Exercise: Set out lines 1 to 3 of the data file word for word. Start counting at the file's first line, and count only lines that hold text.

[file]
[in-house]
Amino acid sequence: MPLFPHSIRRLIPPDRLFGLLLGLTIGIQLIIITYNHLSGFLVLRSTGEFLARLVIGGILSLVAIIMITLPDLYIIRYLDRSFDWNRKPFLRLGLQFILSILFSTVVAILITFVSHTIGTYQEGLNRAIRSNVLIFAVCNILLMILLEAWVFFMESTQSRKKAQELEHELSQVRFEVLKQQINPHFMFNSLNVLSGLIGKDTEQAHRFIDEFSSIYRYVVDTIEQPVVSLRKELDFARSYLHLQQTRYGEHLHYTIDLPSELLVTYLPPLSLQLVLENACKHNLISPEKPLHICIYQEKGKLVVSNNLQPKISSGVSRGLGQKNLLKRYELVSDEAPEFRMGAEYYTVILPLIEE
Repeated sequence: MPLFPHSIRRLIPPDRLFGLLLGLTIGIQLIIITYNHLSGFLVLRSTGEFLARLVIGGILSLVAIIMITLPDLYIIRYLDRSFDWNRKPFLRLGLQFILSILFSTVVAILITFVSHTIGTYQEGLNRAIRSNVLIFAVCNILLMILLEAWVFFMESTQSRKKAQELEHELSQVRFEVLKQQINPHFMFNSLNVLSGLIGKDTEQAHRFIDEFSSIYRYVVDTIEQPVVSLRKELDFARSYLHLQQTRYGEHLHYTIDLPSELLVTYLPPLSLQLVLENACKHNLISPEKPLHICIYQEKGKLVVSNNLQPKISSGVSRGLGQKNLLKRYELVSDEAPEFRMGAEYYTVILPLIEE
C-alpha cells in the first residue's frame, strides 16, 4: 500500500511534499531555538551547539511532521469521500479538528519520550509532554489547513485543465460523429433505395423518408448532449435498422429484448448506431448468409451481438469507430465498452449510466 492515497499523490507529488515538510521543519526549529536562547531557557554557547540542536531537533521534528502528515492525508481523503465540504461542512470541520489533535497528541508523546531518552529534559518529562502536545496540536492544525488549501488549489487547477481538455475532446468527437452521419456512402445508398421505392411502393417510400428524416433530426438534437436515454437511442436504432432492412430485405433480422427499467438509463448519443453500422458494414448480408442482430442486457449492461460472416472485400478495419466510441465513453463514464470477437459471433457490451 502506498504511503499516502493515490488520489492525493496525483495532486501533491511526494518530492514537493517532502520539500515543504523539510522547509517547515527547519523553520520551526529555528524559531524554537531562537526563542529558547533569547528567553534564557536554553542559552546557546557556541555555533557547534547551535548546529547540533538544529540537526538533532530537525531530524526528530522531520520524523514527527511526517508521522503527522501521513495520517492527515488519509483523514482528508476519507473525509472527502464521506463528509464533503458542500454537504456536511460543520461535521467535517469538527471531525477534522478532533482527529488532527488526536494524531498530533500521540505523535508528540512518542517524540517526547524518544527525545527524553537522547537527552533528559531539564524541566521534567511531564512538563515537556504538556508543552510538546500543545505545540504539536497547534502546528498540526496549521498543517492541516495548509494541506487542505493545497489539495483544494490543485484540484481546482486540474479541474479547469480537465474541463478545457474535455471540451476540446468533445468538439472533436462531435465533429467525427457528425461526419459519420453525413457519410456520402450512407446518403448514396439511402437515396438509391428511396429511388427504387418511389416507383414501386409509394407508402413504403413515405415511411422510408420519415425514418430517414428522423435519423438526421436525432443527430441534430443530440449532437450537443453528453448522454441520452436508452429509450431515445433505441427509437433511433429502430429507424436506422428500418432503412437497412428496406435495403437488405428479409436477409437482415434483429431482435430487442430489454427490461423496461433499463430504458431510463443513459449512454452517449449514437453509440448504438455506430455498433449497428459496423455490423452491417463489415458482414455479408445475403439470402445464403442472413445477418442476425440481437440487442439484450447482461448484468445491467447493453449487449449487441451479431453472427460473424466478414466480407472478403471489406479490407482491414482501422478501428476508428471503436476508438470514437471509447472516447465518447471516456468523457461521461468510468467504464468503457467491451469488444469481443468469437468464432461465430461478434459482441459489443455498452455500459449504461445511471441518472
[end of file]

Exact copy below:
[in-house]
Amino acid sequence: MPLFPHSIRRLIPPDRLFGLLLGLTIGIQLIIITYNHLSGFLVLRSTGEFLARLVIGGILSLVAIIMITLPDLYIIRYLDRSFDWNRKPFLRLGLQFILSILFSTVVAILITFVSHTIGTYQEGLNRAIRSNVLIFAVCNILLMILLEAWVFFMESTQSRKKAQELEHELSQVRFEVLKQQINPHFMFNSLNVLSGLIGKDTEQAHRFIDEFSSIYRYVVDTIEQPVVSLRKELDFARSYLHLQQTRYGEHLHYTIDLPSELLVTYLPPLSLQLVLENACKHNLISPEKPLHICIYQEKGKLVVSNNLQPKISSGVSRGLGQKNLLKRYELVSDEAPEFRMGAEYYTVILPLIEE
Repeated sequence: MPLFPHSIRRLIPPDRLFGLLLGLTIGIQLIIITYNHLSGFLVLRSTGEFLARLVIGGILSLVAIIMITLPDLYIIRYLDRSFDWNRKPFLRLGLQFILSILFSTVVAILITFVSHTIGTYQEGLNRAIRSNVLIFAVCNILLMILLEAWVFFMESTQSRKKAQELEHELSQVRFEVLKQQINPHFMFNSLNVLSGLIGKDTEQAHRFIDEFSSIYRYVVDTIEQPVVSLRKELDFARSYLHLQQTRYGEHLHYTIDLPSELLVTYLPPLSLQLVLENACKHNLISPEKPLHICIYQEKGKLVVSNNLQPKISSGVSRGLGQKNLLKRYELVSDEAPEFRMGAEYYTVILPLIEE